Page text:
Using the Background Effectively in Your Portraits
Background is always part of image design. Incorporating a background effectively into a portrait is something that can enhance your image and make it unique.
Pay attention to geometry.
Because the brain likes to organize things into patterns, geometry is something that can enhance your portrait and make it pleasing to the viewer. Lines straight or curved, that lead to the subject can help to isolate the focal point of an image from all the other information that is in the design. Here the curve of the pool brings a variation into the square tile design that serves as the background to the image.
Grunge can give an image a textured effect.
Grungy backgrounds look cool, but there’s actually an artistic purpose to using them. A grungy background helps to contrast, say, a subject with smooth skin. Placing the subject against a background with grunge and texture makes a portrait pop with contrast.
The background colors can give a portrait atmosphere and mood.
Especially at a shallow depth of field, say f/5.6, a portrait with a lot of texture in the background can help to separate the subject from whatâ€™s behind her. In this portrait, the green foliage is blurred by the shallow depth of field, rendering the outline of the model sharper in contrast. Although the background has texture, it doesnâ€™t take away from the subject because it has a limited color palette.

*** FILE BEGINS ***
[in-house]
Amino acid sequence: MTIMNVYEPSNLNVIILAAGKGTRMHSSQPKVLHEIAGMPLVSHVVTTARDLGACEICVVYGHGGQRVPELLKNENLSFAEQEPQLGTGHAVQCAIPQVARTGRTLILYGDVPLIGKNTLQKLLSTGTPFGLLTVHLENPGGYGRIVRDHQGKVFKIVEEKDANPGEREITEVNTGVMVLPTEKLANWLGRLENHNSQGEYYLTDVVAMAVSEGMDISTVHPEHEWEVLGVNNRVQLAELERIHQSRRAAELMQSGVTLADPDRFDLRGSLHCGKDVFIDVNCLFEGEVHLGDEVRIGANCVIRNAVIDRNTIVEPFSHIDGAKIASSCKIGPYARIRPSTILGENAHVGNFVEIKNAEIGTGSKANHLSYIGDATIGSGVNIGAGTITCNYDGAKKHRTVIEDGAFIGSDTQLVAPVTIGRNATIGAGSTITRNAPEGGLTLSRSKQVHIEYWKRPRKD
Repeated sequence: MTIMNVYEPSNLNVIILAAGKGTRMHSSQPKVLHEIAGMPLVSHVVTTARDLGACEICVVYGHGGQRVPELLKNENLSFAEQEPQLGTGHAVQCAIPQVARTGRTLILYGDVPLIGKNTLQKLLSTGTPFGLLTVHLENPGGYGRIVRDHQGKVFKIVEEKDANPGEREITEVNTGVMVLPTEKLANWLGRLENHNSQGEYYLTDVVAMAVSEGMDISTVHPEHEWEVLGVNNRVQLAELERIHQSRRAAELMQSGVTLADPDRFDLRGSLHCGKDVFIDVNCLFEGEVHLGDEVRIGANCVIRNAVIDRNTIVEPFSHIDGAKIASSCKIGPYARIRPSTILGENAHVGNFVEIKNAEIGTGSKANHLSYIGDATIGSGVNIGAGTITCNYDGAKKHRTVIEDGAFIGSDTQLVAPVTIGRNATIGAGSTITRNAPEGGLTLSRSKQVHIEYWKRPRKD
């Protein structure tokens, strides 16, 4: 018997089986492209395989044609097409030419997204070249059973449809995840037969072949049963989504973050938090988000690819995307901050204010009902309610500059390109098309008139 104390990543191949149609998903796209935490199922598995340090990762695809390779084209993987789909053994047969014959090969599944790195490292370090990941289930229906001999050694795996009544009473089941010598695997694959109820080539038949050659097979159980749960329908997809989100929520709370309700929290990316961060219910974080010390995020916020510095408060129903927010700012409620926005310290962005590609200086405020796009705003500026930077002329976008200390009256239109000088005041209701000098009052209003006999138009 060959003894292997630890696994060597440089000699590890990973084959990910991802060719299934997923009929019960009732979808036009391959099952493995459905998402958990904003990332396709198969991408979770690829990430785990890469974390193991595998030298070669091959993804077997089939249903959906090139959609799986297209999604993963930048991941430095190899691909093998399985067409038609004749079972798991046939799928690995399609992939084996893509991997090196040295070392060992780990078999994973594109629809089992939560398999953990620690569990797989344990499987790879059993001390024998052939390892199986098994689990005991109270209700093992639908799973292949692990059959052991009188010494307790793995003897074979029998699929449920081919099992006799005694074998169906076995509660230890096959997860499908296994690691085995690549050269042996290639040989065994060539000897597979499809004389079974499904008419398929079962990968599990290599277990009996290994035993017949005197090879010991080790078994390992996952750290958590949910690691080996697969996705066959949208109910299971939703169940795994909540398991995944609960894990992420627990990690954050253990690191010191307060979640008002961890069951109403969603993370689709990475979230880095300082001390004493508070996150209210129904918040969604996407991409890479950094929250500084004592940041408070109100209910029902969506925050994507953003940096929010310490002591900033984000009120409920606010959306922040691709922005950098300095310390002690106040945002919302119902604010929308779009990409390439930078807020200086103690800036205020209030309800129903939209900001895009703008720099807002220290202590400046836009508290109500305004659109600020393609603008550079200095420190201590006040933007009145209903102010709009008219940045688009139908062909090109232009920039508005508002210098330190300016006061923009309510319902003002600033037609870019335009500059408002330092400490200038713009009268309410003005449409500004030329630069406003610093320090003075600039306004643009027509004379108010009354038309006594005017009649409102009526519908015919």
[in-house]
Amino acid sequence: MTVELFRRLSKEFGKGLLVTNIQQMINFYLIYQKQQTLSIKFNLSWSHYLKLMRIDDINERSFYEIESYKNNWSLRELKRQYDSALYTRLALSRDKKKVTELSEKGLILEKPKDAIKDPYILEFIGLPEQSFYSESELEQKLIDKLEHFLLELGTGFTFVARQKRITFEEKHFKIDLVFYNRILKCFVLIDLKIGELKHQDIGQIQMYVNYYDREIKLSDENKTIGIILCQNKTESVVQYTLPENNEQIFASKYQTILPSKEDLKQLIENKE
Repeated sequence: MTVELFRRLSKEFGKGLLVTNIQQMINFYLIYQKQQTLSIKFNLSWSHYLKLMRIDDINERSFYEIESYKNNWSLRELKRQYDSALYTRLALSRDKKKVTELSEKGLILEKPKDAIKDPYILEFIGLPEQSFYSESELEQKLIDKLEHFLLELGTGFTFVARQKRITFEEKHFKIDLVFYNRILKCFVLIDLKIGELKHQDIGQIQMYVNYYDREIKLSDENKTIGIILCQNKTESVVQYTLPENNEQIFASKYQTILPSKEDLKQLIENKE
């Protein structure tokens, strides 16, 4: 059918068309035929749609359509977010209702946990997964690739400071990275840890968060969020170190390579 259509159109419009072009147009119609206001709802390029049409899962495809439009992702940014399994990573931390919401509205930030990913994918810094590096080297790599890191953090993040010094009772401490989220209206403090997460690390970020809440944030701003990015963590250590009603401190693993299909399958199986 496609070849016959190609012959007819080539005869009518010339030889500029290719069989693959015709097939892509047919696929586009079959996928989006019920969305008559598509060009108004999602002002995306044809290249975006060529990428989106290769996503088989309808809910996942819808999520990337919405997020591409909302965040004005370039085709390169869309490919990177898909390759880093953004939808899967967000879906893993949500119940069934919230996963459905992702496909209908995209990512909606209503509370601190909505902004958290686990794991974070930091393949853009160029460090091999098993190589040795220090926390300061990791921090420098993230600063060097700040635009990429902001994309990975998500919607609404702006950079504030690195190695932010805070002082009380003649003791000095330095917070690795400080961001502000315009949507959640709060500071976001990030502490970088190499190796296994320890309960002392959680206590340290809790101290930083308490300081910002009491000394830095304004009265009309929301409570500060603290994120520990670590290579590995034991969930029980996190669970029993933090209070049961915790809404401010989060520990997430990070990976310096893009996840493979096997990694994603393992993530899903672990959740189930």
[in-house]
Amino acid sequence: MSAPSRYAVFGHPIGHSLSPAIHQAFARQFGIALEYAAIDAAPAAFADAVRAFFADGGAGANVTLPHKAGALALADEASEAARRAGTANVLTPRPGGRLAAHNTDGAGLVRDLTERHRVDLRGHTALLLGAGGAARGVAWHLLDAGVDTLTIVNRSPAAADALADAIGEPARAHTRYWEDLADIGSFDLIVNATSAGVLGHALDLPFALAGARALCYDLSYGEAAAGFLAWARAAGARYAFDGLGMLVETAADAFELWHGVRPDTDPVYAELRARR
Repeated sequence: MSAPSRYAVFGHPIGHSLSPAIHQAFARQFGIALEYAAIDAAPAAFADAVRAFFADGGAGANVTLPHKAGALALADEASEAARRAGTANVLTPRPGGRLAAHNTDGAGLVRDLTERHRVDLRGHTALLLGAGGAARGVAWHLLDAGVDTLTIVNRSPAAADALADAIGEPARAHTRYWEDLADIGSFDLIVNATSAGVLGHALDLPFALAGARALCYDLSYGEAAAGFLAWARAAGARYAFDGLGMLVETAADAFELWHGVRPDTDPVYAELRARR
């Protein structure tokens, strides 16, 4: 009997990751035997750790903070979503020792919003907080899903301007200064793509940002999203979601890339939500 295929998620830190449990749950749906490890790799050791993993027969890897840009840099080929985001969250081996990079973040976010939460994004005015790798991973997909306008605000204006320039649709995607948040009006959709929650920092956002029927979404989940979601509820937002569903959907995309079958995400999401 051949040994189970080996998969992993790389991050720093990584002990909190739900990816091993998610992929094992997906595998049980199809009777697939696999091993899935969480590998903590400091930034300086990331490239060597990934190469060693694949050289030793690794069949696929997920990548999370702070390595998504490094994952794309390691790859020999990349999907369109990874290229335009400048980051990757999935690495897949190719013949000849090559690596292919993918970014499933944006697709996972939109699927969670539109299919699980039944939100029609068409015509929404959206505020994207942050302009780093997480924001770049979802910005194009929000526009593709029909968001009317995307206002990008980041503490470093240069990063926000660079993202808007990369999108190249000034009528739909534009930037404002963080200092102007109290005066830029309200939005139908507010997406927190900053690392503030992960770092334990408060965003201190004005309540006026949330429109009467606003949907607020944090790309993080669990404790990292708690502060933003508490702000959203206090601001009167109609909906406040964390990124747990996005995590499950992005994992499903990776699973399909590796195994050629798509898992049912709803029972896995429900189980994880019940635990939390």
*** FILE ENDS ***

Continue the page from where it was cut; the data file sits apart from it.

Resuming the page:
The background can add dynamism to a portrait.
Even a background with lines that intersect the modelâ€™s figure can work to make a portrait more interesting. In this portrait, the grill pattern behind the model might seem to clash with the model especially in the complicated patterns of her clothing. But the lighting serves to separate the model from the background just enough to make her stand out. In addition, the background helps to â€˜pointâ€™ to the Gaga-esque shoulder pads sheâ€™s wearing, giving the image the purpose for its design.
A uniform texture in the background can help to make a portrait interesting and give it depth.
Even with the interesting colors of the sky, this portrait would have been less interesting without the tall dry grass behind the model. The grass serves two purposes, to create textures behind the model, and to give the image layers that give it visual mass. Without the grass, the portrait would have only had two visible planes, making the negative space of the sky less interesting.
If youâ€™re looking or a place to shoot this week, why not try to find similar backgrounds and try your hand at textured design in your portraits?
Welcome back and thanks for reading Imagine That!
If you like whatâ€™s on the blog, let us know by commenting! To keep updated with new posts, subscribe to Imagine That! by clicking on the RSS Feed button on the upper right of the Homepage. It would also be cool to be friends with you on Facebook, or connect with you on Twitter.
You might also like:
When You have to Wing it
From Idea to Image Part I: Planning
From Idea to Image Part 2: Lighting Clothing
How Different Lenses Help You See Creatively
Finding Good Photos Where They Hide